EU extends sanctions on Russia over Crimea annexation

EPA-EFE/SERGEY DOLZHENKO

Ukrainian and Crimean Tatar activists hold placards with the names of those disappeared by Russian authorities in Crimea during a solidarity march in the Ukrainian capital Kiev's Independence Square.

EU extends sanctions on Russia over Crimea annexation


Share on Facebook
Share on Twitter
Share on Google+
Share on LinkedIn
+

The EU has extended its sanctions against Russia for a year as part of Brussels’ response to Moscow’s invasion and illegal annexation of Crimea, including its strategic Black Sea port city of Sevastopol.

In its statement, the European Council said it had “extended the restrictive measures in response to the illegal annexation of Crimea and Sevastopol by Russia until June 23, 2019,” the announcement said in reference to Crimea’s strategic port city had served as the joint headquarters of both the Ukrainian and Russian Black Sea fleets prior to Moscow’s occupation of the peninsula in March 2014

According to the announcement, the measures apply to EU citizens and European-based companies and are limited to Crimea. The sanctions include bans on imports of products from Crimea into the EU; direct investment into the region, meaning that Europeans and EU-based companies are barred from buying real estate or entities in Crimea, and cannot finance companies or supply related services to that are owned or operate on the peninsula.

European cruise ships are also barred from using Crimea’s ports, except in case of emergency, according to the Council’s decisions. Exports of goods and technologies to Crimean companies or for use in Crimea by the transport, telecommunications and energy sectors and related to the exploration and production of oil, gas and mineral resources have also been embargoed.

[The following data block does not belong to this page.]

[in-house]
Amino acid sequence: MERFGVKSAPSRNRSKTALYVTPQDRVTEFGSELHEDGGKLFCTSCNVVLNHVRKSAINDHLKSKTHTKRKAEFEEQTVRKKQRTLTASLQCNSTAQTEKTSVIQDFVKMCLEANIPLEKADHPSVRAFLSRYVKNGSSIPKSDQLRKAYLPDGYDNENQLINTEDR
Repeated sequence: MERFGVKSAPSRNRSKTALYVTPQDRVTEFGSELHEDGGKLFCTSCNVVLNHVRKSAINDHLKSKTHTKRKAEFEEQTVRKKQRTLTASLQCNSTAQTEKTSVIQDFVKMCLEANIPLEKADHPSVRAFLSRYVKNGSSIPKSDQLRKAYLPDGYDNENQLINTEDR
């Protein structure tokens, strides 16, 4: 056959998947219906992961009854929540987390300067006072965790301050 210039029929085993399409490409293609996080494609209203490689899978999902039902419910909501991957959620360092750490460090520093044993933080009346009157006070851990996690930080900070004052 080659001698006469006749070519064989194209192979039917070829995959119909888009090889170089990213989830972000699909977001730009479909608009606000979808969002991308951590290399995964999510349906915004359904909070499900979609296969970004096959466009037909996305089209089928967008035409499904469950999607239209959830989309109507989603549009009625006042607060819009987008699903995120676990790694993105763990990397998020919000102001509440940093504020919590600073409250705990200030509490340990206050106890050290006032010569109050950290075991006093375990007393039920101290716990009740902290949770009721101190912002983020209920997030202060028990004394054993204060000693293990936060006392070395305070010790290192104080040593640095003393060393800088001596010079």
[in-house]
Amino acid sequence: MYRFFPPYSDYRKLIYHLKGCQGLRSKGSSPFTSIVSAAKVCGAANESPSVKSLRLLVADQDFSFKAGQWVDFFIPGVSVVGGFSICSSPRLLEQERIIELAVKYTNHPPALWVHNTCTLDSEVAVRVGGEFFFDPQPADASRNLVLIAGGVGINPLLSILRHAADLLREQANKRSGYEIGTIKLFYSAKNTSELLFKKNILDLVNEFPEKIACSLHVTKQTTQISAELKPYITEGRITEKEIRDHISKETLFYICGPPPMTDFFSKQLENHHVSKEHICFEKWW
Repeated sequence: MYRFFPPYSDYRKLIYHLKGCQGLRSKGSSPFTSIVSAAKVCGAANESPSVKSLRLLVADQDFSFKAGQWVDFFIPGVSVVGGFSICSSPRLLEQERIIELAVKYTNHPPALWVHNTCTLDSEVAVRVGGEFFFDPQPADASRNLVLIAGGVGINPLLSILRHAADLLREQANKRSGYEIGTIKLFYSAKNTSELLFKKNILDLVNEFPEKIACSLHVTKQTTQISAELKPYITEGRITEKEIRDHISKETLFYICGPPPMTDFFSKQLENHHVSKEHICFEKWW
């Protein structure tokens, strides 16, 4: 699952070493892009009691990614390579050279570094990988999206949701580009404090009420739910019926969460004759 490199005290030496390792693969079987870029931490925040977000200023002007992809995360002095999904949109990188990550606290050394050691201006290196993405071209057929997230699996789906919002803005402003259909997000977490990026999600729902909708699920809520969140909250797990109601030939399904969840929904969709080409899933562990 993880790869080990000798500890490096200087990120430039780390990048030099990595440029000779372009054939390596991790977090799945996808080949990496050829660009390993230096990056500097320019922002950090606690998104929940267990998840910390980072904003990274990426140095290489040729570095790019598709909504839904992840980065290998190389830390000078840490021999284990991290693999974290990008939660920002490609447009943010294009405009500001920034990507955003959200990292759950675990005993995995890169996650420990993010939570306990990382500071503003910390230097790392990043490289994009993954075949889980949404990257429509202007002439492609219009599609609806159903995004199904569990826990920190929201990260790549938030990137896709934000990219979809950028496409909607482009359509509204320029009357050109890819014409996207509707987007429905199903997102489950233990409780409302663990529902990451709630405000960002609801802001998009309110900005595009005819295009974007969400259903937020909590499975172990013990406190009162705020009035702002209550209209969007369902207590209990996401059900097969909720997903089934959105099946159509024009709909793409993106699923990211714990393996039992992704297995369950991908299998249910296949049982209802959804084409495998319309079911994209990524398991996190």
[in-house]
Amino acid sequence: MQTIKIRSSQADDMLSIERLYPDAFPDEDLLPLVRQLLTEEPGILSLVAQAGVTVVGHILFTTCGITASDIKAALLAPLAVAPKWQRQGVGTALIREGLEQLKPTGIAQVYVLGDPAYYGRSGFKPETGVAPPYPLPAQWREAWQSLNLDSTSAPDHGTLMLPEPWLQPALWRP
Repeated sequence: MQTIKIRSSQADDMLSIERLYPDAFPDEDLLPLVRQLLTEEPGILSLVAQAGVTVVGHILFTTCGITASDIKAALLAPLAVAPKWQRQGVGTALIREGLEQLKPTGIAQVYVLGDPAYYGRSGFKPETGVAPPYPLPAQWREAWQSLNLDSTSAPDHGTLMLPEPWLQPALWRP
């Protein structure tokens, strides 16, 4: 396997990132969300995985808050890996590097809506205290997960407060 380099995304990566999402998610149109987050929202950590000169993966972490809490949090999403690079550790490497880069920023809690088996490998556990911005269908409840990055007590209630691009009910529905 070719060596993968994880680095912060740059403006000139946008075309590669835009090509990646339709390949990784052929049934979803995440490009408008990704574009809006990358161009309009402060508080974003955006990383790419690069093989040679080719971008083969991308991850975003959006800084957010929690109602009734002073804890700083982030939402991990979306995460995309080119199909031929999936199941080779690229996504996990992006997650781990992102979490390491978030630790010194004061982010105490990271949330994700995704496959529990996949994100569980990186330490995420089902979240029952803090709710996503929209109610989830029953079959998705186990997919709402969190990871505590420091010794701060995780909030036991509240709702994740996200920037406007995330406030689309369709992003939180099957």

Russia sent troops into Crimea in February 2014 only days after Ukraine’s EuroMaidan Revolution ousted pro-Moscow President Viktor Yanukovych. With the help of local supporters and Russia’s FSB intelligence services, Moscow held an internationally unrecognised referendum on the peninsula joining the Russian Federation that saw the majority of the Russian-speaking population vote in favour of unification with Russia.

The referendum was boycotted by the region’s Ukrainian and indigenous Tatar populations, both of whom opposed Russia’s occupation of the peninsula.

The European Parliament rejected the outcome of the referendum, which they said was a blatant violation of international law. The EU later suspended talks with Russia on economic and visa-related matters and imposed sanctions against Moscow that included asset freezes.

Share on Facebook
Share on Twitter
Share on Google+
Share on LinkedIn
+